2018-04-30 Issue 45 Fundamental Behavior 18 Take Ownership
In the first few years of my legal career, my office was next door to another junior attorney, Rob. Rob had a brusque manner, but he was a good guy and I really liked him. He did not have a fancy pedigree, and, like me, he was happy to have a job. He was also smart and driven. Rob actively sought demanding work because every time he jumped into a challenging project he knew he would be one step closer to becoming the great lawyer he wanted to be. Some of our coworkers seemed to have a different approach to work. They did not like taking on tough assignments and had the attitude that the firm was fortunate they showed up each day.
One time Rob was assigned to assist a partner on a complex deal rolling up a number of different physicians’ practices. As new attorneys, neither of us knew a lot about doing deals, and at the time Rob knew nothing about physician practices. For a number of reasons, the partner in charge drifted away from the deal, leaving Rob to run it alone. I was scared for Rob, and I think he was scared too. Nevertheless, he jumped into the project completely and did the deal himself, even though it was very tough figuring it all out. I remember helping Rob sort and stack the hundreds of documents necessary for the closing. It took us all night because neither of us had actually run a closing before, and we were not absolutely sure how it should go.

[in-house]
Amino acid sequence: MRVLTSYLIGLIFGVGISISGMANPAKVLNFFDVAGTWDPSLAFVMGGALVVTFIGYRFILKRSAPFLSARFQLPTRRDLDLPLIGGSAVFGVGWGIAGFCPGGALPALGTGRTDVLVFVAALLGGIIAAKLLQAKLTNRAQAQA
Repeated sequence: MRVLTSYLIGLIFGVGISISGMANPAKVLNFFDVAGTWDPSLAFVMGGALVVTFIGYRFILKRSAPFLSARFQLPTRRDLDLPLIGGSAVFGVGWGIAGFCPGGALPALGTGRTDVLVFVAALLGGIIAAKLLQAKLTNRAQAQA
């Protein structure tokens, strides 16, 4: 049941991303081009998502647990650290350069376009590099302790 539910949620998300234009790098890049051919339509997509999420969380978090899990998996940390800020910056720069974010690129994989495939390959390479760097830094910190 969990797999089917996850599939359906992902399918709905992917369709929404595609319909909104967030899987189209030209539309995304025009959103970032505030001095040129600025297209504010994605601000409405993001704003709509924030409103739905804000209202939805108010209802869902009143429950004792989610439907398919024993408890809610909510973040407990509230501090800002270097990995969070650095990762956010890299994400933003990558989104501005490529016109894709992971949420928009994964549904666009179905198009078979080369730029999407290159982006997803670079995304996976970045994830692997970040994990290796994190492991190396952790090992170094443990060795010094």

Rob did not shy from this challenge even though he did not have a lot of experience doing that type of work. He took ownership of the project, and, by doing so, took control of his own career. In the end, the client was happy and Rob ended up doing a lot more deals for them. He had mastered a challenging skill and earned everyone’s respect. He became more valuable to the firm and developed a strong sense of confidence in his abilities.
After that, Rob realized he could pretty much do anything, and nothing has held him back since. He is now the CEO of a growing company he founded and loves what he does. And what about those other young attorneys who avoided the tough assignments and came to work with a sense of entitlement? I guess if they are lucky, they still have jobs somewhere. If they do, then they are probably still going to work every day hiding from tough assignments and wondering why no one appreciates them. But I really don’t know for sure. I never hear anything about them anymore…
YKK Corporation of America